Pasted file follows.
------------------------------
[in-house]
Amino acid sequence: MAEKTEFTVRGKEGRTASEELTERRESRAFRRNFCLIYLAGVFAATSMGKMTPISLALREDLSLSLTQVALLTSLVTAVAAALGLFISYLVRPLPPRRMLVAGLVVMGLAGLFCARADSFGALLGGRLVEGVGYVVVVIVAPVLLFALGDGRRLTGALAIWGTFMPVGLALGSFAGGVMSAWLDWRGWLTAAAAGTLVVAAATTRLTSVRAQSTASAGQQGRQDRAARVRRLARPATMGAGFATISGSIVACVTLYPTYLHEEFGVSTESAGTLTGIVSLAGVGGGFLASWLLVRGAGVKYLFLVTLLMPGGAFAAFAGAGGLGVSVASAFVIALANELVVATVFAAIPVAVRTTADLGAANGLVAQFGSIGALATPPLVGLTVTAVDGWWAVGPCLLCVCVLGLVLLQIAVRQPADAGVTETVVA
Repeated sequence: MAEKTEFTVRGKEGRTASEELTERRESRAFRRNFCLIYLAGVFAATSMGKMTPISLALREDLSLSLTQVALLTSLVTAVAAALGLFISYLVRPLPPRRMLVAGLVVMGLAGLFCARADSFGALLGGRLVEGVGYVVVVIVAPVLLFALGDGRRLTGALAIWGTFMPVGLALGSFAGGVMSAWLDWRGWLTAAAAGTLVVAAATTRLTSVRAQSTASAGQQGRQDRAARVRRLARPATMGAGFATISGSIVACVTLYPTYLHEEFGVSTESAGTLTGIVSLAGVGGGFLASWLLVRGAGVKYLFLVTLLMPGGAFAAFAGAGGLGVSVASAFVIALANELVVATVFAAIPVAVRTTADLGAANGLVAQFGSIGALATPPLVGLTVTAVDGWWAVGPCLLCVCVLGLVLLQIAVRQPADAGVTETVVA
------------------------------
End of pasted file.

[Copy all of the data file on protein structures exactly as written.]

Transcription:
[in-house]
Amino acid sequence: MAEKTEFTVRGKEGRTASEELTERRESRAFRRNFCLIYLAGVFAATSMGKMTPISLALREDLSLSLTQVALLTSLVTAVAAALGLFISYLVRPLPPRRMLVAGLVVMGLAGLFCARADSFGALLGGRLVEGVGYVVVVIVAPVLLFALGDGRRLTGALAIWGTFMPVGLALGSFAGGVMSAWLDWRGWLTAAAAGTLVVAAATTRLTSVRAQSTASAGQQGRQDRAARVRRLARPATMGAGFATISGSIVACVTLYPTYLHEEFGVSTESAGTLTGIVSLAGVGGGFLASWLLVRGAGVKYLFLVTLLMPGGAFAAFAGAGGLGVSVASAFVIALANELVVATVFAAIPVAVRTTADLGAANGLVAQFGSIGALATPPLVGLTVTAVDGWWAVGPCLLCVCVLGLVLLQIAVRQPADAGVTETVVA
Repeated sequence: MAEKTEFTVRGKEGRTASEELTERRESRAFRRNFCLIYLAGVFAATSMGKMTPISLALREDLSLSLTQVALLTSLVTAVAAALGLFISYLVRPLPPRRMLVAGLVVMGLAGLFCARADSFGALLGGRLVEGVGYVVVVIVAPVLLFALGDGRRLTGALAIWGTFMPVGLALGSFAGGVMSAWLDWRGWLTAAAAGTLVVAAATTRLTSVRAQSTASAGQQGRQDRAARVRRLARPATMGAGFATISGSIVACVTLYPTYLHEEFGVSTESAGTLTGIVSLAGVGGGFLASWLLVRGAGVKYLFLVTLLMPGGAFAAFAGAGGLGVSVASAFVIALANELVVATVFAAIPVAVRTTADLGAANGLVAQFGSIGALATPPLVGLTVTAVDGWWAVGPCLLCVCVLGLVLLQIAVRQPADAGVTETVVA